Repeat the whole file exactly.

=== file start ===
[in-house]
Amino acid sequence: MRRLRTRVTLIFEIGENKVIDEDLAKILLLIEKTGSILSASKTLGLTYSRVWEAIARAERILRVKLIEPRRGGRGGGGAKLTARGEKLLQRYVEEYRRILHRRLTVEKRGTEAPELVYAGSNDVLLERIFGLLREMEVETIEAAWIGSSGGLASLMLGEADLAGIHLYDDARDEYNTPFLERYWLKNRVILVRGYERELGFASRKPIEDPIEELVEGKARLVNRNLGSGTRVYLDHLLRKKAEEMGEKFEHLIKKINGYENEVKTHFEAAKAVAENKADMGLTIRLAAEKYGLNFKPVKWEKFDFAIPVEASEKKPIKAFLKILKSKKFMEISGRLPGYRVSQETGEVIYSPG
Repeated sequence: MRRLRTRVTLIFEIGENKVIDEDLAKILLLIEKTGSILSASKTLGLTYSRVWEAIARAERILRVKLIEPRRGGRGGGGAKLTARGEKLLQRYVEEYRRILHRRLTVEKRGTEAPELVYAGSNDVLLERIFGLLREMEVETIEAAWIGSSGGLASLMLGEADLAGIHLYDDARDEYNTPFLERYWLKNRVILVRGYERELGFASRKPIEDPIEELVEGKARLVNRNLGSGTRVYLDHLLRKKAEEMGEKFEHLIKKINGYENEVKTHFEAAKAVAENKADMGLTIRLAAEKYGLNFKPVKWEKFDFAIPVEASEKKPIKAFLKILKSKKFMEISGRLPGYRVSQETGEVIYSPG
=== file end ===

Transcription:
[in-house]
Amino acid sequence: MRRLRTRVTLIFEIGENKVIDEDLAKILLLIEKTGSILSASKTLGLTYSRVWEAIARAERILRVKLIEPRRGGRGGGGAKLTARGEKLLQRYVEEYRRILHRRLTVEKRGTEAPELVYAGSNDVLLERIFGLLREMEVETIEAAWIGSSGGLASLMLGEADLAGIHLYDDARDEYNTPFLERYWLKNRVILVRGYERELGFASRKPIEDPIEELVEGKARLVNRNLGSGTRVYLDHLLRKKAEEMGEKFEHLIKKINGYENEVKTHFEAAKAVAENKADMGLTIRLAAEKYGLNFKPVKWEKFDFAIPVEASEKKPIKAFLKILKSKKFMEISGRLPGYRVSQETGEVIYSPG
Repeated sequence: MRRLRTRVTLIFEIGENKVIDEDLAKILLLIEKTGSILSASKTLGLTYSRVWEAIARAERILRVKLIEPRRGGRGGGGAKLTARGEKLLQRYVEEYRRILHRRLTVEKRGTEAPELVYAGSNDVLLERIFGLLREMEVETIEAAWIGSSGGLASLMLGEADLAGIHLYDDARDEYNTPFLERYWLKNRVILVRGYERELGFASRKPIEDPIEELVEGKARLVNRNLGSGTRVYLDHLLRKKAEEMGEKFEHLIKKINGYENEVKTHFEAAKAVAENKADMGLTIRLAAEKYGLNFKPVKWEKFDFAIPVEASEKKPIKAFLKILKSKKFMEISGRLPGYRVSQETGEVIYSPG